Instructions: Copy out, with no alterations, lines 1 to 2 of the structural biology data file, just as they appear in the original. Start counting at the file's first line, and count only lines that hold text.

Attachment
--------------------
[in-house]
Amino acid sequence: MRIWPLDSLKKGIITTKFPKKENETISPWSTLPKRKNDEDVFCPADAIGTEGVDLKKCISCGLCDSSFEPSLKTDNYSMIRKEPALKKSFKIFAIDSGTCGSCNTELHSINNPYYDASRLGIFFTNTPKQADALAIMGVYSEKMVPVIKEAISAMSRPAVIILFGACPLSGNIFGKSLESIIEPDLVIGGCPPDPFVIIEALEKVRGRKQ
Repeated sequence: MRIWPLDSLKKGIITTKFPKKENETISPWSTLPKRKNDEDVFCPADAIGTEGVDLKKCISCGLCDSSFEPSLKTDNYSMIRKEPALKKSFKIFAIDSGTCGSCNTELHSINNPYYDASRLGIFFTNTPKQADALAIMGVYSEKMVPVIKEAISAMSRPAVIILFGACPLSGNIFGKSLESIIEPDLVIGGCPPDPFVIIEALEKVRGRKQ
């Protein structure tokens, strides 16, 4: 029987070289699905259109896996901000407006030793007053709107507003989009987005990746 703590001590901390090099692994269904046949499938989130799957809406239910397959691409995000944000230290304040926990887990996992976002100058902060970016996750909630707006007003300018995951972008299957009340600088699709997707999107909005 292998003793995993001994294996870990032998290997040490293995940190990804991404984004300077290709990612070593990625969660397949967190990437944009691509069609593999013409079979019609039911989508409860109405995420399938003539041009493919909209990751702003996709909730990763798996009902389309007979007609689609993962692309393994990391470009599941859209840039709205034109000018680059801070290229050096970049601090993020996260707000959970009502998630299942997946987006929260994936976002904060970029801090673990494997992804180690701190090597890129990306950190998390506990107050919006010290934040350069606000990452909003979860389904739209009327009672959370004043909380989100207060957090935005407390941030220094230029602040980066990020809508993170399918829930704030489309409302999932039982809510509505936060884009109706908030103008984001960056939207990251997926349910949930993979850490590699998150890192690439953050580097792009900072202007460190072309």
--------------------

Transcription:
[in-house]
Amino acid sequence: MRIWPLDSLKKGIITTKFPKKENETISPWSTLPKRKNDEDVFCPADAIGTEGVDLKKCISCGLCDSSFEPSLKTDNYSMIRKEPALKKSFKIFAIDSGTCGSCNTELHSINNPYYDASRLGIFFTNTPKQADALAIMGVYSEKMVPVIKEAISAMSRPAVIILFGACPLSGNIFGKSLESIIEPDLVIGGCPPDPFVIIEALEKVRGRKQ